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Deadly Practices: Esidimeni and Beyond


“Deadly Practices: Esidimeni and beyond” was the title of the first event of the seminar series “Taking stock: Disability & Human Rights in contemporary South Africa” on 16th April 2018, jointly organized by the South African Holocaust and Genocide Foundation in collaboration with the University of Stellenbosch and the Konrad-Adenauer-Stiftung (KAS). The well attended event at the University of Stellenbosch provided the audience with a platform for an informed debate about the recent Life Esidimeni tragedy.

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After the welcoming remarks by Richard Freedman, Director of the South African Holocaust & Genocide Foundation and Christina Teichmann, KAS Program Manager, Prof. Leslie Swartz from the University of Stellenbosch introduced the guest speakers.

The first guest speaker Annie Robb from the Ubuntu Centre South, a disabled people's organization, provided some background information about the Life Esidimeni tragedy. In October 2015 the Minister for Health in Gauteng, Qedani Mahlangu announced that around 2.000 mentally and intellectually disabled patients were to be moved from Life Esidimeni (a private healthcare provider) to other ill-equipped facilities. The decision by the Minister was taken based on financial considerations only and aimed to save costs by moving the patients to cheaper facilities. The transfer of the patients to other institutions resulted in the death of around 140 patients, 28 missing patients and 7 unidentified bodies. Moreover 532 patients were moved without them having any identification documents. Ms. Robb claimed further that the way of the discharge of the mental healthcare patients from Life Esidimeni was in breach of their rights under the Mental Health Care Act, legislated by the government in 2002 and violated several other rights, such as protection from “Exploitation and abuse” stated in Article 11 or Article 17 “Knowledge of rights”.

Global Context of Mental Health Care

Charlene Sunkel, Program Manager for Advocacy & Development at the South African Federation for Mental Health, gave the audience an overview of the global context of mental healthcare. In 2015 there was less than one health care worker for 10.000 people and only one percent of these health care workers worked in the field of mental health care. Furthermore three out of four people with mental disability live in low and middle income countries and less than one percent of the healthcare budget in these countries is allocated to mental health care. However, Ms. Sunkel also pointed out that there are three global strategies in place to improve mental healthcare. Firstly, the Mental Health Action Plan 2013-2020 from the World Health Organization (WHO), which aims inter alia to protect people with mental disability from discrimination. Secondly, the WHO Mental Health Gap Action Program and thirdly, the UN Sustainable Development Goals (SDG), which include mental health.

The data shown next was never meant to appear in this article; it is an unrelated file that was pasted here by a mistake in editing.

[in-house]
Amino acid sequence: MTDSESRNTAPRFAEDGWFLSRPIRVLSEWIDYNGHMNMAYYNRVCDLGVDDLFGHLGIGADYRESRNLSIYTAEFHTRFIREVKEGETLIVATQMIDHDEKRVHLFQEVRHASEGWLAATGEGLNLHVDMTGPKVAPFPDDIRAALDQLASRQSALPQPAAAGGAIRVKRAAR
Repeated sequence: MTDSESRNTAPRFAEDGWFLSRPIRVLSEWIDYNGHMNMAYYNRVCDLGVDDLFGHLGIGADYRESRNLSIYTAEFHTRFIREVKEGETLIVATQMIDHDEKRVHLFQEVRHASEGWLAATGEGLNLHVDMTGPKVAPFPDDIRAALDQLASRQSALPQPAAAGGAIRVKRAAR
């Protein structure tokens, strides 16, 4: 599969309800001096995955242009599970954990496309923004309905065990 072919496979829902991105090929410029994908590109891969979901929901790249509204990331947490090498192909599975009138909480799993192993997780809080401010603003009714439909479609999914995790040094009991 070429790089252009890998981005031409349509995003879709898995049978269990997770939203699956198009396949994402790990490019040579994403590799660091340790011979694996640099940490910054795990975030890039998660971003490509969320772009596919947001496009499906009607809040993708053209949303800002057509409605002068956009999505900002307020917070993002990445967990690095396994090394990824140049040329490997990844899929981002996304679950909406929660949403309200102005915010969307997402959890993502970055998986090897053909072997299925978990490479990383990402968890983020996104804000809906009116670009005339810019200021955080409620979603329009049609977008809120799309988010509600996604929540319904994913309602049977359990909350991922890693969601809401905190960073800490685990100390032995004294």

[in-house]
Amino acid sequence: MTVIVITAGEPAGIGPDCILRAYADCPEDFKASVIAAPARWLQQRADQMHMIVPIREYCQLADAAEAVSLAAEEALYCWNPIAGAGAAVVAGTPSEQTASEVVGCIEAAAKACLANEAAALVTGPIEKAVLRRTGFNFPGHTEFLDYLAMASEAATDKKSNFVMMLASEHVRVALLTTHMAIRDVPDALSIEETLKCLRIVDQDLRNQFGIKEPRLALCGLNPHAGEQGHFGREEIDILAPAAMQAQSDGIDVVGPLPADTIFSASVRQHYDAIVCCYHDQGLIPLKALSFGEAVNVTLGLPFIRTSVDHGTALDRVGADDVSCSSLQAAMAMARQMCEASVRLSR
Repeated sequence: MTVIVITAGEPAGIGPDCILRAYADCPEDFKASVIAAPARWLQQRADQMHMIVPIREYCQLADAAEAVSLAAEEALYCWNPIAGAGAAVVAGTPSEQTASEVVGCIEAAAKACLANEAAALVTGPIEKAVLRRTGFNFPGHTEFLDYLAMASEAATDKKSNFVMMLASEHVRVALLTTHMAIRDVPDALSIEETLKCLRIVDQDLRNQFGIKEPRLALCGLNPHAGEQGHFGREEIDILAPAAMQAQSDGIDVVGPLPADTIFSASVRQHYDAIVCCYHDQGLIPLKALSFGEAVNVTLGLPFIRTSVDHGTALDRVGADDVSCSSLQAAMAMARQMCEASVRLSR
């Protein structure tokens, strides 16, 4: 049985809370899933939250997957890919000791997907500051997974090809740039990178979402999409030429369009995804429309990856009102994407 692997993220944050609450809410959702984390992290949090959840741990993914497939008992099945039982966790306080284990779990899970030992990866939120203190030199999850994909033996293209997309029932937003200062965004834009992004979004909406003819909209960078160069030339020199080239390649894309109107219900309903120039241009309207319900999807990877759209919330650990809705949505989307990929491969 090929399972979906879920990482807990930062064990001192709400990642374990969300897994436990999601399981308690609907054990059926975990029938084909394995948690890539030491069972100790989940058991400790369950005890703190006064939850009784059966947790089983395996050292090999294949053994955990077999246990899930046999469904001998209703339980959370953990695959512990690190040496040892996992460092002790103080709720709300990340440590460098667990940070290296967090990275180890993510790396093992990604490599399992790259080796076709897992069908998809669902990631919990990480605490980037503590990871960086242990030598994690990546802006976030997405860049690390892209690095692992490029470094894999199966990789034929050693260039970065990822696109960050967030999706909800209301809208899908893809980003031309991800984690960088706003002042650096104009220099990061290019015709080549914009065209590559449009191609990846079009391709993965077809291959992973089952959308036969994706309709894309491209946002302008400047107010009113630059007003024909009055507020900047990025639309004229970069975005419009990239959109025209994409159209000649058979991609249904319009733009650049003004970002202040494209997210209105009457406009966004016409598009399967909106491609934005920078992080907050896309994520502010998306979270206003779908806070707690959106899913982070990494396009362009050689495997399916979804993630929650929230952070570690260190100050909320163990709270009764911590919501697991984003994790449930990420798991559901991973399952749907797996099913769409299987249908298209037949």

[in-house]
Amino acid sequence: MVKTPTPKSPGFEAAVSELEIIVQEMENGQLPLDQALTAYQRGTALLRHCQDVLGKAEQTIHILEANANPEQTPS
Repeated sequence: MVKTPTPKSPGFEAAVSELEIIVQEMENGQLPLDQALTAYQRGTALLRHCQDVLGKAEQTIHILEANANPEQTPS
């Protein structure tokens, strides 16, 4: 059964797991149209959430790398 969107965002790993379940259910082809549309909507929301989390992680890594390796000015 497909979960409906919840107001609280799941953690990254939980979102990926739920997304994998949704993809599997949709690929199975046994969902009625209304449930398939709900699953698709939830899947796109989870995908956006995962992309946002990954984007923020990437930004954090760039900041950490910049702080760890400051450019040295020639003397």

Intellectual versus Mental Disability

The third speech held by Dr. Charlotte Capri, Clinical Psychologist at the Alexandra Hospital, focused on people with intellectual disability (ID). People with intellectual disability have problems with learning, understanding and processing information. In contrast people with mental disability struggle with distorted emotions, perceptions and behavior. Dr. Capri stressed that people of all levels of intellectual ability can suffer from mental illness. The Life Esidimeni Scandal also affected many patients with ID. Dr. Capri therefore lobbies for an intensified cooperation between people with ID, care takers and policy makers. There are two million people with ID living in South Africa, which means 1 in every 25 South African. One of the main problems for adults with ID in South Africa is that they are legally classified as children but that they do not enjoy the same protection as children. Article 17 of the Mental Health Care Act of 2002 lacks adequate governance for adults living with ID. Dr. Capri therefore considers it necessary to draft a “Vulnerable Adults Act” in order to improve the rights of adults with ID.

The Role of SASOP

The last speaker Prof. Bonginkosi Chiliza, Nelson R Mandela School of Medicine out-lined the role of the South African Society of Psychiatrists (SASOP) in the Life Esidimeni Scandal. The SASOP supported an approach by the South African Depression and Anxiety Group (SADAG), Section 27 (public interest law center) and representatives of the families of the patients to stop the chaotic discharge of patients; however this claim was dismissed in March 2016 by the responsible court. Furthermore the president of SASOP at the time, Dr. Mvuyiso Talatala appeared before court to give his testimony about the case during the arbitration hearings, which started at the beginning of 2018. In addition Mr. Chiliza promoted the idea of psychiatrist getting more committed to lobby for the rights of people with mental disabilities in general as a result of the Life Esidimeni Scandal.

The event was concluded with an intensive discussion from the floor and final responses from the guest speakers. The audience agreed with the guest speakers that the work of activists group in South Africa, who represent people with mental and intellectual disabilities, needs to be strengthened.

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Christina Teichmann


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